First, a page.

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Ghana — Great Strides in Speech and Language Therapy

A group of Ghanaians take a selfie with the author.

A short lecture, ending the day at the British Association of Head and Neck Oncologists’ (BAHNO) Annual Scientific meeting in May 2015, has led me to become involved in inspiring and exciting work in Ghana — mainly with head and neck cancer patients, but also more widely with any patients needing speech and language therapy input at Korle Bu Teaching Hospital (KBTH) in Accra, Ghana’s capital.

Ghana, which lies on the coast of West Africa, has a population of around 27 million. Until 2018 there were just three qualified speech and language therapists (SLTs) for the entire country, plus occasional help from overseas SLTs working in National Government Organisations or private concerns. The three SLTs are all based at KBTH. This hospital is famous as a highly respected tertiary referral centre for West Africa and is the third largest in sub-Saharan Africa.

Several years’ work on the part of these three SLTs, plus an ex-patriot Australian, have culminated in the establishment of a two-year, post-graduate SLT training programme under the auspices of the University of Ghana at KBTH. This is a fantastic achievement, and with the first cohort of students graduating in August 2018, Ghana now has 15 therapists!

In March 2016, when I first arrived in Ghana, the aim of my visit was to see how to improve links between the Ear Nose and Throat and speech and language therapy departments, and also the surgical wards and SLT, involving nursing staff more in the rehabilitation care. Two of the overriding problems for patients are finance and transport, with the vast majority having to fund themselves. This means that while they may be able to bring together the cost of an intervention and all the diagnostics that goes with it, they may be unable to have as frequent follow-ups as we might wish for… so the more that can be instigated during their hospital stay, the better.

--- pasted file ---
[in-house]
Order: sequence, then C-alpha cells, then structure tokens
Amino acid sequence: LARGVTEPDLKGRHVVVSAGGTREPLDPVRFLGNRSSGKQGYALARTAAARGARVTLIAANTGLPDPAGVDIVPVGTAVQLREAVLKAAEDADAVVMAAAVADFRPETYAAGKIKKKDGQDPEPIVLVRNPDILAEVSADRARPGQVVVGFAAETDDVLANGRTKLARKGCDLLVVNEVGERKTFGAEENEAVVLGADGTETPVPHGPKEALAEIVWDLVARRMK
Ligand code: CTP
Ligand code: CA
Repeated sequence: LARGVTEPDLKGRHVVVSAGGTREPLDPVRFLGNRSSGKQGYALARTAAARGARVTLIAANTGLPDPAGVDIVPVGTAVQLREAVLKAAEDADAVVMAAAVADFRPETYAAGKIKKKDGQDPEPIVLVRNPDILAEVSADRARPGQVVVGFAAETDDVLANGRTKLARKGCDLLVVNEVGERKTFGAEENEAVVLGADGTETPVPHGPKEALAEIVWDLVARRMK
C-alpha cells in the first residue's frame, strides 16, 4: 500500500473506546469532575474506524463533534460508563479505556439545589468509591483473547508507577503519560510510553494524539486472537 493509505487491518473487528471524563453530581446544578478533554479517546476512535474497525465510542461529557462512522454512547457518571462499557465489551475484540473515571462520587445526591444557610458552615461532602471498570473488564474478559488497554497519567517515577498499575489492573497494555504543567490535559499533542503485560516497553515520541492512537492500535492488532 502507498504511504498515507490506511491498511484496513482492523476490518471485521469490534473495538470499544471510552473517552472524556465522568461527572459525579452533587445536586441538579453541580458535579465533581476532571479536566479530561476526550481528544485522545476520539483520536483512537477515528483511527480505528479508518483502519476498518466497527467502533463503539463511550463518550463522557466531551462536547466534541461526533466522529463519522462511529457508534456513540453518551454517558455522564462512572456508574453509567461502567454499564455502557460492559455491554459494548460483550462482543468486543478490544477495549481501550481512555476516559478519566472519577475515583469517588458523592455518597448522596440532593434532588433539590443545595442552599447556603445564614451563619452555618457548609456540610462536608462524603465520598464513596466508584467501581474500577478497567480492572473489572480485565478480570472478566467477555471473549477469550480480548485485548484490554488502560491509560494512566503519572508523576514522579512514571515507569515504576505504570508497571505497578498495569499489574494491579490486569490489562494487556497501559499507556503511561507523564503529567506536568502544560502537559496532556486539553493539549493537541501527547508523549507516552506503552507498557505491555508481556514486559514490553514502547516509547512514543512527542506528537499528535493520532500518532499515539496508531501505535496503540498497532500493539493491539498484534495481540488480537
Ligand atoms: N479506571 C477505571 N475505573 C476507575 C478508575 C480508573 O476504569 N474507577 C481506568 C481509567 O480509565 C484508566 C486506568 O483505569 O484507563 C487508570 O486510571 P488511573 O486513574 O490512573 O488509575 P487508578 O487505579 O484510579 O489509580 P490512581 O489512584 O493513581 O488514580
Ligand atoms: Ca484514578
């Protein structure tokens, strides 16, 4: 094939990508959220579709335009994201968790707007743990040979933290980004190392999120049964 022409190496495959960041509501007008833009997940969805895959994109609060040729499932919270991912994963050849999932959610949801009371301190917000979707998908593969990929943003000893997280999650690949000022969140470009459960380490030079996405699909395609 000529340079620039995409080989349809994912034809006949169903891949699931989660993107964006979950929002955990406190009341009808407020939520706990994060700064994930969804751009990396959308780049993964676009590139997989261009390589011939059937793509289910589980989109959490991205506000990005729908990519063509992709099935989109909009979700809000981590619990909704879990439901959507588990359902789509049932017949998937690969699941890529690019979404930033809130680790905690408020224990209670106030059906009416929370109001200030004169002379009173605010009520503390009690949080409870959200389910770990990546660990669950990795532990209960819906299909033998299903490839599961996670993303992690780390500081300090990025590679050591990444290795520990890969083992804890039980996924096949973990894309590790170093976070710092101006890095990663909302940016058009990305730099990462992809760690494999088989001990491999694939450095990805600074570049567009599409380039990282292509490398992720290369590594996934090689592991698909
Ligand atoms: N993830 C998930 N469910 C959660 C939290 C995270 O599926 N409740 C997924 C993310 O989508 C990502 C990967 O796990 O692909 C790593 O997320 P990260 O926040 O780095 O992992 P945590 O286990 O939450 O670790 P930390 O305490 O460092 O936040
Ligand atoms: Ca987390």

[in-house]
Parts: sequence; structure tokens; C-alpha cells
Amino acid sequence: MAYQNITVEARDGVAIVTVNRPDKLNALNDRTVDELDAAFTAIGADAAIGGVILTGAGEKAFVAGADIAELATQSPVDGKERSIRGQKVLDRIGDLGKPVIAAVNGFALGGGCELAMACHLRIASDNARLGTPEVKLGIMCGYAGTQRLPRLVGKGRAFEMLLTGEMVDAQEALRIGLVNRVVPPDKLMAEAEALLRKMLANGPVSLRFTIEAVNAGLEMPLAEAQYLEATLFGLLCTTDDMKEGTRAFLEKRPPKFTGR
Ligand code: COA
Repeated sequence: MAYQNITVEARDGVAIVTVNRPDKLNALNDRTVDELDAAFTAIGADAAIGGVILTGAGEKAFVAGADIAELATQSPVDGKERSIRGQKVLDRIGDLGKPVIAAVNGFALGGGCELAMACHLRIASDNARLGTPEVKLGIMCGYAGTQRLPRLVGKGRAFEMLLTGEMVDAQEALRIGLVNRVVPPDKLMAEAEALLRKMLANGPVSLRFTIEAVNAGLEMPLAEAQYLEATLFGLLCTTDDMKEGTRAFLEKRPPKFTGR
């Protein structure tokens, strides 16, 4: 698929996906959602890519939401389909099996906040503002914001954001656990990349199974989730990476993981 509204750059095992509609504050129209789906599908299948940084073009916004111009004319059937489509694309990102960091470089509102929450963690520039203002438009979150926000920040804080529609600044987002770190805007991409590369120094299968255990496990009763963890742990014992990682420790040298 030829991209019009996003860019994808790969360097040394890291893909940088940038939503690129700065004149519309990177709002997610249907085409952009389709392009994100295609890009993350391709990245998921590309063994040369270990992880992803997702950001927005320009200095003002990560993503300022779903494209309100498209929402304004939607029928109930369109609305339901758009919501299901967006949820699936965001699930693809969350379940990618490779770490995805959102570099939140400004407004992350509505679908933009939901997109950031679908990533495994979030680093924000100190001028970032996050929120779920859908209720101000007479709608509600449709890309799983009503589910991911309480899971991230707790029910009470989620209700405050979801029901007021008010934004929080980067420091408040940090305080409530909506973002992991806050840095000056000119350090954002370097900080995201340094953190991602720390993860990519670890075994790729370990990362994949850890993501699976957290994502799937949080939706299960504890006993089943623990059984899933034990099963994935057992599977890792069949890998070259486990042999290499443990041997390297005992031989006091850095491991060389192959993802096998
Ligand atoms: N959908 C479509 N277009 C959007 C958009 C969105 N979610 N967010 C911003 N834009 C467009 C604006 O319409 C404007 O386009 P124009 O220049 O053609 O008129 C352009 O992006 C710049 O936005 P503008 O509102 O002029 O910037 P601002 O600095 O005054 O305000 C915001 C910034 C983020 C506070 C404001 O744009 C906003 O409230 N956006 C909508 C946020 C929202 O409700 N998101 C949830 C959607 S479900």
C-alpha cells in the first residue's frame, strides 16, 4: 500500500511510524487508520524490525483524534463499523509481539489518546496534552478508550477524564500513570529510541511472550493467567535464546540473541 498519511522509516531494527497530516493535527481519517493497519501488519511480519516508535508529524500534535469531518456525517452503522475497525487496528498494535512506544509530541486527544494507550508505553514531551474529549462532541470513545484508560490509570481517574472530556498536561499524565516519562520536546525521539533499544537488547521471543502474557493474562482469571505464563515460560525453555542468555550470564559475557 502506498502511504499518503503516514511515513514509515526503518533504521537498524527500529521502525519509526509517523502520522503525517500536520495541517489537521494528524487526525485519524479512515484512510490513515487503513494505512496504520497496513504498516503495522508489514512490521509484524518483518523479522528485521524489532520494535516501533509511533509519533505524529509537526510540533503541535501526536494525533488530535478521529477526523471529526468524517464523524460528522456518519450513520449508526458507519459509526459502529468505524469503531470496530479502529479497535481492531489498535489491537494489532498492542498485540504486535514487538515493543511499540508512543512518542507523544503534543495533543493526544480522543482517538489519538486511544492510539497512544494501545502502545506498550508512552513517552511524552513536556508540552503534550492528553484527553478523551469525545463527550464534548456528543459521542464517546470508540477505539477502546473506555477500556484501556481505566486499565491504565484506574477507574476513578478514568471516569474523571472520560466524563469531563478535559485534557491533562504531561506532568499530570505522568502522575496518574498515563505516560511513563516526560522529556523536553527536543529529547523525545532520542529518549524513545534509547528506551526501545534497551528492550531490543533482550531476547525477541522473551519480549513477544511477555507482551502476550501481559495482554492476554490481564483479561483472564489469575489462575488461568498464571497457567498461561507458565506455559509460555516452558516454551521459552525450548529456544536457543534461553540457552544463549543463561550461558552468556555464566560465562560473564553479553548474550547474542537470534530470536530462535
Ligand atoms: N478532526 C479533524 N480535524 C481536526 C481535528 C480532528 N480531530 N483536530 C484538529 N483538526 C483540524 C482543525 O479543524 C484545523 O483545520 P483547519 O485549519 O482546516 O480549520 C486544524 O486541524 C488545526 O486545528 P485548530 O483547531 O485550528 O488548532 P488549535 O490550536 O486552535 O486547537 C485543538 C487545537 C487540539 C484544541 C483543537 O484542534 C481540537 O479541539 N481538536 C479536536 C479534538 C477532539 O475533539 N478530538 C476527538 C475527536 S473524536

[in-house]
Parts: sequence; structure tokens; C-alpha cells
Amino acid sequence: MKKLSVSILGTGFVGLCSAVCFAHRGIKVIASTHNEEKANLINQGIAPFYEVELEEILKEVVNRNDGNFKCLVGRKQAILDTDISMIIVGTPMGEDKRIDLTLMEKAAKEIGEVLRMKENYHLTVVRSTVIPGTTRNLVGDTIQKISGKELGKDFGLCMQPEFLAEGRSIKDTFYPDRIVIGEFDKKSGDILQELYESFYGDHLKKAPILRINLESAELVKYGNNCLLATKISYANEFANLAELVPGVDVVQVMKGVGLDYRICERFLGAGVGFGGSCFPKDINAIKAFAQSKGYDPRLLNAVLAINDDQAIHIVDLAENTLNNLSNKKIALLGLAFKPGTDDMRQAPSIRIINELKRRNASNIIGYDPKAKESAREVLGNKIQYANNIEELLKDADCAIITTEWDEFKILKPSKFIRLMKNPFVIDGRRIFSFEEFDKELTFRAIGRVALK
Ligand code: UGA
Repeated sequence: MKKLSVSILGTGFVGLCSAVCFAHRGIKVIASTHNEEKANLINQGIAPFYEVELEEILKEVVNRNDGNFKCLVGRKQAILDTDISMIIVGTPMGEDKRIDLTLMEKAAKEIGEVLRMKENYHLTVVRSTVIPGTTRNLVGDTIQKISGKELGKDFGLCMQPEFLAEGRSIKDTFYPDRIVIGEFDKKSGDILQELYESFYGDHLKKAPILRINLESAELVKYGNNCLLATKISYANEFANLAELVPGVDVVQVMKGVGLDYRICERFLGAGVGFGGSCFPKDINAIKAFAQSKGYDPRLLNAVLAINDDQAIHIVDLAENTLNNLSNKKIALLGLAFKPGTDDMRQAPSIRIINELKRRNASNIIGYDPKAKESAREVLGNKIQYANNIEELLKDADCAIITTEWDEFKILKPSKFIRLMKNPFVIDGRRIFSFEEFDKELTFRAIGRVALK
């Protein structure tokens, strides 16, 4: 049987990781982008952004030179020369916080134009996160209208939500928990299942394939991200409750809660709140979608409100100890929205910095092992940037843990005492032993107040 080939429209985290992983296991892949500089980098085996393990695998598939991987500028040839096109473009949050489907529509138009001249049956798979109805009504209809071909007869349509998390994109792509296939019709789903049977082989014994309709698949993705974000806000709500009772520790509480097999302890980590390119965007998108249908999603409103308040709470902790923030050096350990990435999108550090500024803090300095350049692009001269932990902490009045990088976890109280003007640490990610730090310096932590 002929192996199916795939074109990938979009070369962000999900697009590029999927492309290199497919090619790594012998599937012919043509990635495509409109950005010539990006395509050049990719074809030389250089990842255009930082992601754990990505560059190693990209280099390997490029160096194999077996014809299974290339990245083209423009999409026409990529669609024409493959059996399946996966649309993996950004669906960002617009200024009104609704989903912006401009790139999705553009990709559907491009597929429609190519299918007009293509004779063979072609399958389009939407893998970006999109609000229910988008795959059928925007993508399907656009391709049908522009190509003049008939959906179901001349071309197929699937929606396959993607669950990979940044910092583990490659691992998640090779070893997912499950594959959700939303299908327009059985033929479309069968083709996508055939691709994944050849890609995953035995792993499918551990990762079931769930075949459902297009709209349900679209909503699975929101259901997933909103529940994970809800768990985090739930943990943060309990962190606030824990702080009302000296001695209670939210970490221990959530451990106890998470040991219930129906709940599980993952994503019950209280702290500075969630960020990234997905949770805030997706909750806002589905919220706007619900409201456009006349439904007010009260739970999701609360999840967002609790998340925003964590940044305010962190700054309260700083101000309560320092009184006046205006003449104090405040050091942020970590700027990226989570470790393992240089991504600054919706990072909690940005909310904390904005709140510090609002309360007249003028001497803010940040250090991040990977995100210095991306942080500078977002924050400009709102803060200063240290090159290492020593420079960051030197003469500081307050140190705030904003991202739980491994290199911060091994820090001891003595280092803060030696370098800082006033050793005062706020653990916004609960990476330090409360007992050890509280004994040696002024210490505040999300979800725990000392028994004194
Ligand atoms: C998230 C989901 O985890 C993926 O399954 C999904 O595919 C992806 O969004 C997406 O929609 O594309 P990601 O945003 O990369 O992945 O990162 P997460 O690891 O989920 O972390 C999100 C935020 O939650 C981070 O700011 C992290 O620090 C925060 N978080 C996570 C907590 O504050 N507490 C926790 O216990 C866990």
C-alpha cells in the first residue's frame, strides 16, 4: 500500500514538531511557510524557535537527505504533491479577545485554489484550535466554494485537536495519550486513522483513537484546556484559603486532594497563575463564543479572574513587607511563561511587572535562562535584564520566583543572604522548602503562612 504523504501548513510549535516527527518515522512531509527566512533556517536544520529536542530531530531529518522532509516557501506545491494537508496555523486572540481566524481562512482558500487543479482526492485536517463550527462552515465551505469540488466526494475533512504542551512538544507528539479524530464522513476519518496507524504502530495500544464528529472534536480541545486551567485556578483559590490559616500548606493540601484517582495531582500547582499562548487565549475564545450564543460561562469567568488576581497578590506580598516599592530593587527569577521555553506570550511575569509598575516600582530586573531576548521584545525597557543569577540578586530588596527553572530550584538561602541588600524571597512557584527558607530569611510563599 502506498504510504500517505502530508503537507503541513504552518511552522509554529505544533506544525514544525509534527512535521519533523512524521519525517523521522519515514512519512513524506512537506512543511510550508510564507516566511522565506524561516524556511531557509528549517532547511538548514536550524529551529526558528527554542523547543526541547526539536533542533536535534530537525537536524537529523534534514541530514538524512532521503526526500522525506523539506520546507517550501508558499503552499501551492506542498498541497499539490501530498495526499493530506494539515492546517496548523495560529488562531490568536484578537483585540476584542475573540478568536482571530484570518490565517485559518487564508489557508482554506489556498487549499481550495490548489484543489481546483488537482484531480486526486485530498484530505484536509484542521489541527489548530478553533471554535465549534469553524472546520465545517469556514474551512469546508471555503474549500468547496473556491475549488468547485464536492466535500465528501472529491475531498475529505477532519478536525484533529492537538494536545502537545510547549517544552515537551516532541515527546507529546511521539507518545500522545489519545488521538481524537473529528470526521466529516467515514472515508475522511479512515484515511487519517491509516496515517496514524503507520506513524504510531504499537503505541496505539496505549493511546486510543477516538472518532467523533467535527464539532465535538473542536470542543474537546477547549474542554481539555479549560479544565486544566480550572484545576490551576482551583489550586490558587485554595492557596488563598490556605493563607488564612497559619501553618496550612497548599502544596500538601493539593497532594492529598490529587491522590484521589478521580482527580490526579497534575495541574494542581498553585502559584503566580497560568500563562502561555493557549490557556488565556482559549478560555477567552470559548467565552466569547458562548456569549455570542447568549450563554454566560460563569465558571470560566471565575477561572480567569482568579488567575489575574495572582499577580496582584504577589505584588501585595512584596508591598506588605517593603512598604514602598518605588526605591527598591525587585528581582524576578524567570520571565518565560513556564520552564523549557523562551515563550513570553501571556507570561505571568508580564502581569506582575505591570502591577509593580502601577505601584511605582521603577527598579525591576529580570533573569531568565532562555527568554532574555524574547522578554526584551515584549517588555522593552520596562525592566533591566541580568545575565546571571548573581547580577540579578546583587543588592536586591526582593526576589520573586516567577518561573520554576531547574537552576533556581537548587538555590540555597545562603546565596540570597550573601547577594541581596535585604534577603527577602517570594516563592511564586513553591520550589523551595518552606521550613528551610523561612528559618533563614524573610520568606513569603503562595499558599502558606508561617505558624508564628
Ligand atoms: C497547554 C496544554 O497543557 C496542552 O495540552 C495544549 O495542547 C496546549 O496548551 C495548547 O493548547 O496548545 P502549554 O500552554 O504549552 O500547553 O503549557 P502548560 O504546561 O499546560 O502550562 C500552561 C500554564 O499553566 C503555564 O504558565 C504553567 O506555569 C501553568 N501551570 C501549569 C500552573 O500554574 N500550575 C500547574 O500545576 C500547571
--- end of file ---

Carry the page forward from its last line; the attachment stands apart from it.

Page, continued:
Two of the overriding problems for patients are finance and transport, with the vast majority having to fund themselves.

Realising that I was equipped with the right background skills, knowledge and clinical/ teaching experience, the SLT department invited me to be one of several specialist overseas lecturers for the new graduate programme. In February 2018, I delivered the head and neck cancer teaching, including laryngectomy (surgical removal of the larynx) to the first cohort of students. This was an honour and a privilege. It was also a challenge to devise my own course, pitch it at the right level and, above all, equip the students with the skills to tackle any patient coming into their clinic, post-qualifying. I also arranged to run dysphagia (swallowing difficulties) workshops for the surgical ward nurses. The uptake was incredible — and most encouraging. I am always struck by their keenness to learn.

Going forward now, there are even more exciting developments. BAHNO has, as one of their primary two to five year objectives, a programme to improve head and neck cancer outcomes in low to middle income countries (LMIC) as they are known. This programme is in the early stages; BAHNO hopes to secure a £7 million grant from the Global Health Research Institute and use this to establish low-cost, high-impact interventions. BAHNO’s priorities will be informed by asking professionals and patients in the countries concerned what would most help and then collating this information into five discrete categories. The plan is that Ghana becomes one of three exemplar countries.

My work was, to my total surprise, but great delight, acknowledged with a Giving Voice Award from the RCSLT in October 2018. This was completely unexpected and will be treasured. More importantly, it puts the work and needs of my colleagues and patients in Ghana on the radar.

Jane Dawson
Queen Victoria Hospital NHS Foundation Trust
United Kingdom